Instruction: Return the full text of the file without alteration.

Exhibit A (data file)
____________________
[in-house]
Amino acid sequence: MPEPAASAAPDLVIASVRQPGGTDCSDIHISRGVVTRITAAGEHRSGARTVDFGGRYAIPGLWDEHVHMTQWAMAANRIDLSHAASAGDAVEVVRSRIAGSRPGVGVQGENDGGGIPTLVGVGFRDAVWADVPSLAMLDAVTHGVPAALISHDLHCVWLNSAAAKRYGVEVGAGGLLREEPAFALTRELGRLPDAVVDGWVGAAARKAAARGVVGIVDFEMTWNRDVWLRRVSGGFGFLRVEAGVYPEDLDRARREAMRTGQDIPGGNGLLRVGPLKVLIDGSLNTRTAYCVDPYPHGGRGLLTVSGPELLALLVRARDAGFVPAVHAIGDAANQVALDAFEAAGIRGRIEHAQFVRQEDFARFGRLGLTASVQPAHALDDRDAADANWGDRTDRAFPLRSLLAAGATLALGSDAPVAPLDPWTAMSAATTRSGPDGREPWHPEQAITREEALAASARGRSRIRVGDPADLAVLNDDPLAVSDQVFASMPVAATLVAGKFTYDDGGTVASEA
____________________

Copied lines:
[in-house]
Amino acid sequence: MPEPAASAAPDLVIASVRQPGGTDCSDIHISRGVVTRITAAGEHRSGARTVDFGGRYAIPGLWDEHVHMTQWAMAANRIDLSHAASAGDAVEVVRSRIAGSRPGVGVQGENDGGGIPTLVGVGFRDAVWADVPSLAMLDAVTHGVPAALISHDLHCVWLNSAAAKRYGVEVGAGGLLREEPAFALTRELGRLPDAVVDGWVGAAARKAAARGVVGIVDFEMTWNRDVWLRRVSGGFGFLRVEAGVYPEDLDRARREAMRTGQDIPGGNGLLRVGPLKVLIDGSLNTRTAYCVDPYPHGGRGLLTVSGPELLALLVRARDAGFVPAVHAIGDAANQVALDAFEAAGIRGRIEHAQFVRQEDFARFGRLGLTASVQPAHALDDRDAADANWGDRTDRAFPLRSLLAAGATLALGSDAPVAPLDPWTAMSAATTRSGPDGREPWHPEQAITREEALAASARGRSRIRVGDPADLAVLNDDPLAVSDQVFASMPVAATLVAGKFTYDDGGTVASEA